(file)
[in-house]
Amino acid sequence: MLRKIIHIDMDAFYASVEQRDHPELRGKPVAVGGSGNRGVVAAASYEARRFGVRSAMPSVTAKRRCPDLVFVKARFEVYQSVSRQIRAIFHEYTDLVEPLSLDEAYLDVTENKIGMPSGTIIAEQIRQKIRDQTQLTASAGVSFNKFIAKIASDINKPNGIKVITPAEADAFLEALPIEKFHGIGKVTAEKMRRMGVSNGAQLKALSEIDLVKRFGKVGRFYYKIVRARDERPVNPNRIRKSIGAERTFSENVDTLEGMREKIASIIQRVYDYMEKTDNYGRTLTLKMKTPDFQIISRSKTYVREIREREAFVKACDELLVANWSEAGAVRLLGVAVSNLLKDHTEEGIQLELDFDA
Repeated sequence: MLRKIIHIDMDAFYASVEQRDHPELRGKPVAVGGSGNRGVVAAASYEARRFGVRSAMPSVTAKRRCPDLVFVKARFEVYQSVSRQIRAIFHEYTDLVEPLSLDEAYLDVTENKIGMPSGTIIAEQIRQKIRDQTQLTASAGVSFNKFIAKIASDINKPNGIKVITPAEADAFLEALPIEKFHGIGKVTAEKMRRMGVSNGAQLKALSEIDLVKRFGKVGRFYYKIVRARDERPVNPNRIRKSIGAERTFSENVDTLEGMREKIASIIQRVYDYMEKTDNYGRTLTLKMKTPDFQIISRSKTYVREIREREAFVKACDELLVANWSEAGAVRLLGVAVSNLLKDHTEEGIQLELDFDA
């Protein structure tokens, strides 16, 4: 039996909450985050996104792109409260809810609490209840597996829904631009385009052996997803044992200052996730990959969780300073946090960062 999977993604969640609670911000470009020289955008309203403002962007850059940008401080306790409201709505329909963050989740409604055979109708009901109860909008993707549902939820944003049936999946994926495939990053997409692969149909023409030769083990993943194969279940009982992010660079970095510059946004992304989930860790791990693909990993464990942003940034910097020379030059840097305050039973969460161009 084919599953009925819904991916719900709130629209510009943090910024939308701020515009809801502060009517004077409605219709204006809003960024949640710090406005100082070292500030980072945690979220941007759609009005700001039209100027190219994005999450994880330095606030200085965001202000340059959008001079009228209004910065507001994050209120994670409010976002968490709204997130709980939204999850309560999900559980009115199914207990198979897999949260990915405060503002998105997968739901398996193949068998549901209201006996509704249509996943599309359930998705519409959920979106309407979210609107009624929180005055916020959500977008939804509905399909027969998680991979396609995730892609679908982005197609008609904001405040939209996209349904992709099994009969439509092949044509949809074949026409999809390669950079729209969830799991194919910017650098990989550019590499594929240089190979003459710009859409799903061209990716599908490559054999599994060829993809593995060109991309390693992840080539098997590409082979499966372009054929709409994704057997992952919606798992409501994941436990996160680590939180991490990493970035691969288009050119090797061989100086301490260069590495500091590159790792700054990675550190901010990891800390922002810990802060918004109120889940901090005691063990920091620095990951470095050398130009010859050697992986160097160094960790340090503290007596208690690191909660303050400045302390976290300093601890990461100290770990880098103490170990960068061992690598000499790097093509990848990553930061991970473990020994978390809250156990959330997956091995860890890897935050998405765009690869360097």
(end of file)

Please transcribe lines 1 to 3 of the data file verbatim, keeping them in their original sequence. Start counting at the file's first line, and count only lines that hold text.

[in-house]
Amino acid sequence: MLRKIIHIDMDAFYASVEQRDHPELRGKPVAVGGSGNRGVVAAASYEARRFGVRSAMPSVTAKRRCPDLVFVKARFEVYQSVSRQIRAIFHEYTDLVEPLSLDEAYLDVTENKIGMPSGTIIAEQIRQKIRDQTQLTASAGVSFNKFIAKIASDINKPNGIKVITPAEADAFLEALPIEKFHGIGKVTAEKMRRMGVSNGAQLKALSEIDLVKRFGKVGRFYYKIVRARDERPVNPNRIRKSIGAERTFSENVDTLEGMREKIASIIQRVYDYMEKTDNYGRTLTLKMKTPDFQIISRSKTYVREIREREAFVKACDELLVANWSEAGAVRLLGVAVSNLLKDHTEEGIQLELDFDA
Repeated sequence: MLRKIIHIDMDAFYASVEQRDHPELRGKPVAVGGSGNRGVVAAASYEARRFGVRSAMPSVTAKRRCPDLVFVKARFEVYQSVSRQIRAIFHEYTDLVEPLSLDEAYLDVTENKIGMPSGTIIAEQIRQKIRDQTQLTASAGVSFNKFIAKIASDINKPNGIKVITPAEADAFLEALPIEKFHGIGKVTAEKMRRMGVSNGAQLKALSEIDLVKRFGKVGRFYYKIVRARDERPVNPNRIRKSIGAERTFSENVDTLEGMREKIASIIQRVYDYMEKTDNYGRTLTLKMKTPDFQIISRSKTYVREIREREAFVKACDELLVANWSEAGAVRLLGVAVSNLLKDHTEEGIQLELDFDA